The controversy over Kurapaty has revealed a split within power
The ill-considered steps taken by Belarus’ political leadership to demonstrate effective control over the situation in the country have revealed internal contradictions within the Belarusian power system.
In the early morning of April 4th, 2019, the police cordoned off the Kuropaty Tract, the place of mass executions of victims of Stalinist repressions and construction trucks dismantled the memorial crosses, which were allegedly illegally erected by activists around the Tract’s perimeter. The authorities aim to mount a fence around the Tract instead of the crosses. In essence, in such a manner local authorities executed Lukashenka’s order, who promised to “improve” Kurapaty to his own taste. That said, for almost three decades the authorities had no concerns about the state of the memorial site.
The decision to demolish memorial crosses around Kurapaty was a political one. Before the elections, Lukashenka decided to demonstrate his ability and determination to act without any restrictions within Belarus. He chose a significant and a symbolic place, Kurapaty, for such a showcase.
The response within Belarus was unpredicted and revealed a value split within the power system. While the negative response by civil society and the political opposition was anticipated, the negative response by some public officials, including those believed to be close to Lukashenka, and by business representatives, including those affiliated with the state, had added a new dimension to the matter.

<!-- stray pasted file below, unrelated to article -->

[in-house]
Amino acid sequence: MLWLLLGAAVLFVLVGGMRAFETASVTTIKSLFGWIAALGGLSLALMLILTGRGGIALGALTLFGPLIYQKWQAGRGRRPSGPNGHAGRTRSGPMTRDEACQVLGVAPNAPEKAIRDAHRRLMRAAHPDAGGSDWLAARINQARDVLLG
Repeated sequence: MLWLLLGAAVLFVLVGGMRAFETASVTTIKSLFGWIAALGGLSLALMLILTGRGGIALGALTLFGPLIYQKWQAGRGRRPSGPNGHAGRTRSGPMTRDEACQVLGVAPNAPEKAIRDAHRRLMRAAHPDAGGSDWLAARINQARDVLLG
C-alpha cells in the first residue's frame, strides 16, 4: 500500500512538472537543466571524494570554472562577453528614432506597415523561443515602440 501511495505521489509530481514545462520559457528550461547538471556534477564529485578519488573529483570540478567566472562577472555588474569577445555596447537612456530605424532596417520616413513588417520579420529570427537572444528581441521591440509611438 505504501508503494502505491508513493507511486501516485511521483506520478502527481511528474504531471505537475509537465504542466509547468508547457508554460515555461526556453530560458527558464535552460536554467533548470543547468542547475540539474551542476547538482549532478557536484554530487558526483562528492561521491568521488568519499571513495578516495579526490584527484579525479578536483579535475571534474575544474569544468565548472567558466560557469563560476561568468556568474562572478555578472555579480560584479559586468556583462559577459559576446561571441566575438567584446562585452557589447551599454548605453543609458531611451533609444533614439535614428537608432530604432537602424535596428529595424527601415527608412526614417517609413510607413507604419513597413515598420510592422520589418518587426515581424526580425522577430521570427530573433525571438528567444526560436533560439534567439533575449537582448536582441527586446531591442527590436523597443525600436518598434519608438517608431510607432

So far, it is impossible to assess the depth of the split within power and its impact on Belarus’ stability. However, the split has manifested itself and it became clear that the Belarusian regime was far from being as monolithic as was commonly believed.
The split within the ruling elite may prompt regional actors to exert real, rather than only information-psychological pressure on Minsk. Moreover, the crisis in Russo-Belarusian political relations, the economic stagnation (especially in the regions) and the actual lack of external allies who could provide effective support in the case of external pressure, aggravate the overall situation. That said, it is virtually impossible to assess the possible consequences of such pressure so as after the constitutional crisis of 1996, no one, either domestically or from abroad, made any serious attempts to destabilise the situation in Belarus.